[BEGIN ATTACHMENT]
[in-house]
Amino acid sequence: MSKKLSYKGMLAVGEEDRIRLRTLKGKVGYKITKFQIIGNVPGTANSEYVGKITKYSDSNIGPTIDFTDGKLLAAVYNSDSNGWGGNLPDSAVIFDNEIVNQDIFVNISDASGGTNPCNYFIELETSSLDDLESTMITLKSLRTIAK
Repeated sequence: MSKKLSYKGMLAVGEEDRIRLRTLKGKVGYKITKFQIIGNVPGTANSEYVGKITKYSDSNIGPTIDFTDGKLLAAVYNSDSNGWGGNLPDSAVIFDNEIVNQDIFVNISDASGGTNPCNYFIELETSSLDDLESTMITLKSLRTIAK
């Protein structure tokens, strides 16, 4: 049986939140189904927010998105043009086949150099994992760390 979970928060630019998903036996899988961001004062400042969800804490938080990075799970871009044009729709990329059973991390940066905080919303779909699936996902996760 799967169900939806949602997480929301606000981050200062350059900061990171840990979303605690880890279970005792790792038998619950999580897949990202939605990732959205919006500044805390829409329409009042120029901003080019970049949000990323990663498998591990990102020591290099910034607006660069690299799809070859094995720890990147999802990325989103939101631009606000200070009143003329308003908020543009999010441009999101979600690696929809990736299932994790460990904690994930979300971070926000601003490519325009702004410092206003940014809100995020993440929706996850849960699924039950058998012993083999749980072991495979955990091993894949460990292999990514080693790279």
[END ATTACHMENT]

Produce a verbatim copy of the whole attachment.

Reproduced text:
[in-house]
Amino acid sequence: MSKKLSYKGMLAVGEEDRIRLRTLKGKVGYKITKFQIIGNVPGTANSEYVGKITKYSDSNIGPTIDFTDGKLLAAVYNSDSNGWGGNLPDSAVIFDNEIVNQDIFVNISDASGGTNPCNYFIELETSSLDDLESTMITLKSLRTIAK
Repeated sequence: MSKKLSYKGMLAVGEEDRIRLRTLKGKVGYKITKFQIIGNVPGTANSEYVGKITKYSDSNIGPTIDFTDGKLLAAVYNSDSNGWGGNLPDSAVIFDNEIVNQDIFVNISDASGGTNPCNYFIELETSSLDDLESTMITLKSLRTIAK
């Protein structure tokens, strides 16, 4: 049986939140189904927010998105043009086949150099994992760390 979970928060630019998903036996899988961001004062400042969800804490938080990075799970871009044009729709990329059973991390940066905080919303779909699936996902996760 799967169900939806949602997480929301606000981050200062350059900061990171840990979303605690880890279970005792790792038998619950999580897949990202939605990732959205919006500044805390829409329409009042120029901003080019970049949000990323990663498998591990990102020591290099910034607006660069690299799809070859094995720890990147999802990325989103939101631009606000200070009143003329308003908020543009999010441009999101979600690696929809990736299932994790460990904690994930979300971070926000601003490519325009702004410092206003940014809100995020993440929706996850849960699924039950058998012993083999749980072991495979955990091993894949460990292999990514080693790279």